If—even without any looming deadlines—you find yourself setting goals, being creative, working on personal projects, and getting things done once the people around you have gone to sleep, then this tip isn’t for you. You can skip to the next one.
But if you claim to be a night owl, yet are spending your evenings watching Netflix and scrolling through Instagram, we need to have a talk.
I used to stay up super late every night. Usually until 3-4 a.m., if I could get away with it. I loved nights, but I wasn’t doing anything with them. I was just staying up late because I didn’t want to go to sleep yet.
As soon as I started getting up early, I also started getting so much more work done and making much faster progress toward my goals.
Being a morning person isn’t determined by whether you like mornings or not—it’s determined by whether or not you can be productive at night. If you’re staying up late but not making any progress toward your goals, you might be a morning person.
You’re less prone to getting distracted in the morning. You’re less likely to be interrupted by other people who need your time because most of the world isn’t awake yet. Once you get past those first few minutes out of bed, you’ll likely have way more energy and drive to get things done than you do at night after a long day of work.
If you’re agreeing with everything I’m saying but still a little hesitant about making a change and embracing mornings, you might like The Ultimate Guide to Becoming a Morning Person, by an Ex-Night Owl, as well as 3 Essential Steps for an Intentional and Productive Morning Routine.
5. Going into your day without a plan
Back in tip #2, I pointed out that just a little bit of strategic planning can save you hours on your errands. Now imagine if you did this with your entire life.
When you wake up each morning without a plan, you give yourself the opportunity to waffle and procrastinate. Should you work on your book first? Or spend 20 minutes on Twitter wondering if anything interesting happened last night? When you aren’t on a schedule, it’s way easier to choose the latter.
By scheduling out your days ahead of time, you not only make sure that you’re using your time as efficiently as possible to get as much done as you can, but you can put real effort into making sure that all of the things that matter to you get taken care of.
I’m sure I’m not the only person who has set a goal like “read more” only to never have space in my days for it. This happens whenever I’m not taking the time to plan ahead. Tasks expand to fill the space that they’re given. If I give myself two hours to write a blog post, it takes two hours. If I give myself four hours to write the same post, it will take four hours.
Start calendar blocking. Choose a regular time—maybe each evening as part of your nighttime routine or every Sunday—to plan out your schedule. Make time for all the things that need to be done.
You have way more time than you think, it just needs to be used wisely. Visually mapping out where your time is going shows you what you’re working with and allows you to move events around so that they make the most sense—like running errands early in the morning.
6. Multitasking/Jumping from task to task
While we’re on the topic of calendar blocking, I want to bring up batch working. Batch working just means that you’re grouping similar tasks together and focusing solely on those.
Multitasking slows you down. The human brain isn’t capable of multitasking, so all you’re doing is quickly switching between tasks, meaning you never get fully focused on one thing. It’s inefficient, and you waste a lot of time.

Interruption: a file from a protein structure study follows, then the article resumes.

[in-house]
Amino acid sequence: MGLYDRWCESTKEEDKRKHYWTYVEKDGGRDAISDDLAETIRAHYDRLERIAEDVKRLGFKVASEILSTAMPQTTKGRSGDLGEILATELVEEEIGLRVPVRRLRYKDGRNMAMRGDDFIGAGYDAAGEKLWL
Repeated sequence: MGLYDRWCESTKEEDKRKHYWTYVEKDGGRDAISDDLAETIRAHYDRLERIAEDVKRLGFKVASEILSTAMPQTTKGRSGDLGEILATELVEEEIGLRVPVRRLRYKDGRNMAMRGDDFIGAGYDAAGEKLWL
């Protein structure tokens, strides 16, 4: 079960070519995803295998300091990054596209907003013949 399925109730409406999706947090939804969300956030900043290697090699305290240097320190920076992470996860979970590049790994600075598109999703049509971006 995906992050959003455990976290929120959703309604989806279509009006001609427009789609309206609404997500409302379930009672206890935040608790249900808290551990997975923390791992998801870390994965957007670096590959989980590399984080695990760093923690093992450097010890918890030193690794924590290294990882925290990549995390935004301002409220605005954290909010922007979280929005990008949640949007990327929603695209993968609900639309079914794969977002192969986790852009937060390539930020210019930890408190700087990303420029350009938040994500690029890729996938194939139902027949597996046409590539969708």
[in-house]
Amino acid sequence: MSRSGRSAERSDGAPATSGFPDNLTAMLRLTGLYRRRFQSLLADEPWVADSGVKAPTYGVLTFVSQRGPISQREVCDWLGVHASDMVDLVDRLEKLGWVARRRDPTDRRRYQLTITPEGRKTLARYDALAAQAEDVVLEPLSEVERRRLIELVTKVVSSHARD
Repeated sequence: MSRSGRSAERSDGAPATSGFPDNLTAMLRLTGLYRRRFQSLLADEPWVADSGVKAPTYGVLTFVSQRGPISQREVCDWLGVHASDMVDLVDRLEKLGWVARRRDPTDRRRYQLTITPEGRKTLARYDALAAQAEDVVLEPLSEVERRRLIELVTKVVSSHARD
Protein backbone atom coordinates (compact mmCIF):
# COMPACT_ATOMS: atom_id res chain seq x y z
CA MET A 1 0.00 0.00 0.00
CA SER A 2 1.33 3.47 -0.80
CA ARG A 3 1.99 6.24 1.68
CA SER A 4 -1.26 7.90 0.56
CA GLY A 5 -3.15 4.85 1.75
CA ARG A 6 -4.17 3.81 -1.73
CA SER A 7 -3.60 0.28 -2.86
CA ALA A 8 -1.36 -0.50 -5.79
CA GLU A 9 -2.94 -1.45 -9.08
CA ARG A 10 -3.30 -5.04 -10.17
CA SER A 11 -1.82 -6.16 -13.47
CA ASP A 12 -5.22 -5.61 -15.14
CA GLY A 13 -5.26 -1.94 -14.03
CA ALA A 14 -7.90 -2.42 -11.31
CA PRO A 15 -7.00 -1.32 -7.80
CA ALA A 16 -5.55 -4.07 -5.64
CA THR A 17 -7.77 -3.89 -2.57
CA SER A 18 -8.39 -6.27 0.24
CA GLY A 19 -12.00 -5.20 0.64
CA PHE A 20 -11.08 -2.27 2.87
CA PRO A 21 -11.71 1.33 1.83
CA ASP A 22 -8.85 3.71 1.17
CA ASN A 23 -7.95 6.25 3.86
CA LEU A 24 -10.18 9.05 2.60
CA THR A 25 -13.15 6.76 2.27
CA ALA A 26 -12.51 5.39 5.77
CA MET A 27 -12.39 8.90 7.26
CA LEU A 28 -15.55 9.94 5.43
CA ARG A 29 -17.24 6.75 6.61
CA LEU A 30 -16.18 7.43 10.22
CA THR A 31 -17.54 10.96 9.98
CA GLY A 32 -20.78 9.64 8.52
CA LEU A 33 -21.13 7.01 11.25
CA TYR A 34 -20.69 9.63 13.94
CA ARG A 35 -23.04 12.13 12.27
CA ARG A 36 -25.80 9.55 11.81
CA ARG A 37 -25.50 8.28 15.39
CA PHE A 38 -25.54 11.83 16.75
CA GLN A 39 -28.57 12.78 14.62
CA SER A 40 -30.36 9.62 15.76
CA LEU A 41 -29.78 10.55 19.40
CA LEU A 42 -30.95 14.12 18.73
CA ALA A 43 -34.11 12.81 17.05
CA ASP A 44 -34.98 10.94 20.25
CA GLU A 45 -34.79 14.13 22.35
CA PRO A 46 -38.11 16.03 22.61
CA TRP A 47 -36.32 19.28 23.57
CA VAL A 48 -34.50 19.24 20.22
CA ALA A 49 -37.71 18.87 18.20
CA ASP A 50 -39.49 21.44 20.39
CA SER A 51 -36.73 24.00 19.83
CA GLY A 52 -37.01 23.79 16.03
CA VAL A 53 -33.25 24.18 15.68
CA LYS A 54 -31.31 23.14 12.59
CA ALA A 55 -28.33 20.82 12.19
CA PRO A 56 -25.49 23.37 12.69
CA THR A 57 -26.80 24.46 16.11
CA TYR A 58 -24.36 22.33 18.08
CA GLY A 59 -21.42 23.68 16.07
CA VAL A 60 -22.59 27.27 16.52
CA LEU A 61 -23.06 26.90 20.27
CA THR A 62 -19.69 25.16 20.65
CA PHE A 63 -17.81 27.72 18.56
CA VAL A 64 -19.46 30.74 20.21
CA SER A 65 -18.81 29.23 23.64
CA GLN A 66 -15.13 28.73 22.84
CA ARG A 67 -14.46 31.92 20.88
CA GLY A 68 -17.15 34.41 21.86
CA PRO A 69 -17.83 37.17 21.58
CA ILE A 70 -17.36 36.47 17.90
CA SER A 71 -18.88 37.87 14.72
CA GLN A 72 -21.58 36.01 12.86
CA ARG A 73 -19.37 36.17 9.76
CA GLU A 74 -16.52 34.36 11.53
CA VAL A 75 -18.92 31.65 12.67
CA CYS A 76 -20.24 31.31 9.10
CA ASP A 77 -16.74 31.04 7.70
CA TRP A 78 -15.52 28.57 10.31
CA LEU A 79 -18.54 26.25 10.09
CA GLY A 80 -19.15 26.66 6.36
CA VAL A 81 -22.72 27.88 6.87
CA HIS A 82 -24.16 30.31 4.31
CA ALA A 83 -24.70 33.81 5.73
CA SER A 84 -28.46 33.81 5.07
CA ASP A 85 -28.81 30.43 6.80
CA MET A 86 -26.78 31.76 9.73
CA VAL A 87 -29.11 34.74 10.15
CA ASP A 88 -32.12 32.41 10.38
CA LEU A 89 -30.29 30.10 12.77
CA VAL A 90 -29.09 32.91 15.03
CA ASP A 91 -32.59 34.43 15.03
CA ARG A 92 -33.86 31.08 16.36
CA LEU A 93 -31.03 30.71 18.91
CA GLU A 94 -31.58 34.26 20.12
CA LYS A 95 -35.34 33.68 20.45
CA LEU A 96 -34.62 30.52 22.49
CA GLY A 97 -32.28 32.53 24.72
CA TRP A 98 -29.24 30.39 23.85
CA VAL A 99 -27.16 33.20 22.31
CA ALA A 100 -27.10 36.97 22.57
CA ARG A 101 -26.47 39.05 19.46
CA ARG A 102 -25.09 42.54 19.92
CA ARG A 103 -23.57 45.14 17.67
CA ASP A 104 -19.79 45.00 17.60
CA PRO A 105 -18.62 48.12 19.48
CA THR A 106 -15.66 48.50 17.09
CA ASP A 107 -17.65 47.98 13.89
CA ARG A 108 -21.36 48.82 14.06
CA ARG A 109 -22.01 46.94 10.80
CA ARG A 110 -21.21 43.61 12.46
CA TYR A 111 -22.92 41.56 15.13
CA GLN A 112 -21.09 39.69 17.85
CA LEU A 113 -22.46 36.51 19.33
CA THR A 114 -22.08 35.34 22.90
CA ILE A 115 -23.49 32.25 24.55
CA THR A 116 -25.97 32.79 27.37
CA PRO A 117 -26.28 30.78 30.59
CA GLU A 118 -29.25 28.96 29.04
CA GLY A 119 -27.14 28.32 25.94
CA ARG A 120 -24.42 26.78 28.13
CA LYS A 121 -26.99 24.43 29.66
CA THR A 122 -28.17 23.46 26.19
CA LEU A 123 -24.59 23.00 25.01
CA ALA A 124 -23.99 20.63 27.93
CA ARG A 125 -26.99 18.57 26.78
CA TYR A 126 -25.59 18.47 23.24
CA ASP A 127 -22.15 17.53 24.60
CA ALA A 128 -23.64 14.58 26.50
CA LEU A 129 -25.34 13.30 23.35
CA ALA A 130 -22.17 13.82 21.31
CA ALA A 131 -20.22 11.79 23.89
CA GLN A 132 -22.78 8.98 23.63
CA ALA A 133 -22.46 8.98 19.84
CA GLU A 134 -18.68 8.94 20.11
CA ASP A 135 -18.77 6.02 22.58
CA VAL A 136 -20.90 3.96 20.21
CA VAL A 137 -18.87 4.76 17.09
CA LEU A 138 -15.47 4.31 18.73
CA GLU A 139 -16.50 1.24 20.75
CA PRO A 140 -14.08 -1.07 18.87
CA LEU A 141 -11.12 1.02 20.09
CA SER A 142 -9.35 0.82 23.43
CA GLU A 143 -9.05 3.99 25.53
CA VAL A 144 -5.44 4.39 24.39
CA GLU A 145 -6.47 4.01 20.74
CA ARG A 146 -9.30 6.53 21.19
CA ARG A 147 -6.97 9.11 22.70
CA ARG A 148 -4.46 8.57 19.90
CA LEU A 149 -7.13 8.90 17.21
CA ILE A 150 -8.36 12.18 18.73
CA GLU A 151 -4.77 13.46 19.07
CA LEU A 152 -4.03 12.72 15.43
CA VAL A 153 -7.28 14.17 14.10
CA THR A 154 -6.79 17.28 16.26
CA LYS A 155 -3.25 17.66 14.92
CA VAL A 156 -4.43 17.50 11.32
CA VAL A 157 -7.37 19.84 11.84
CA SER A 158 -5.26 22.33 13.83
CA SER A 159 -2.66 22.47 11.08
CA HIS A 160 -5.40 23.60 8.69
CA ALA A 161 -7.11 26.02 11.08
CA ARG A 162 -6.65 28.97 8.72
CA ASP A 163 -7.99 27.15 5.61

Focusing on one task at a time allows you to produce better quality work faster than you would if you tried to jump between multiple tasks. If you’re writing, write. If you’re cleaning, clean.
Try to work in blocks of at least 25 minutes so that you have time to get focused and settled into that task for a while before switching to something else. Many people prefer to work in even longer blocks—an hour or more—because they feel that allows them to focus best. Find a length of time that works for you, and stick with it.
Switching between tasks takes time. Rather than dealing with a few emails, then cleaning the kitchen, then checking a few more emails, then cooking dinner, it would be a more efficient use of your time to check all of the emails, then cook dinner, and clean up while it’s in the oven. Even if it only takes you 30 seconds to settle into your new task, that adds up when you’re doing it dozens of times per day.
7. Letting research be a substitute for action
This ties right back into #1. It doesn’t matter how much you know if you never do anything with that information. Knowledge is not a substitute for actually getting up and taking action to make your goals reality.
I spent years endlessly researching all the ways that I wanted to change my life, but I didn’t actually do anything about it. I just continued to find more and more ways to plan and execute and focus and work hard, but for years, I didn’t implement a single one, so my life stayed exactly as it was.
Change only happens when you turn your knowledge into action.
You can easily waste days, months, or years researching when you don’t need to. I know that you don’t feel ready; you feel like you need more information because you don’t know everything you need to do a good job.
First of all, perfection isn’t real. You’re never going to be perfect, and that’s okay. Second of all, your first attempt is going to suck no matter how much research you do. Accepting that is going to make everything easier. You’ve got to get through that crappy first attempt before you can get to your half-decent 50th attempt.
I’m not saying to dive in totally blind. A little bit of research is always a great idea, but it’s not a substitute for action. Sometimes our brains like to let us off the hook because we feel like we’ve done something by researching, but researching how to go after your goal is step 0. At some point, sooner rather than later, you’ve got to move on to step 1 and take action.
It doesn’t matter how much you know if you never apply any of it.
– Life By Grit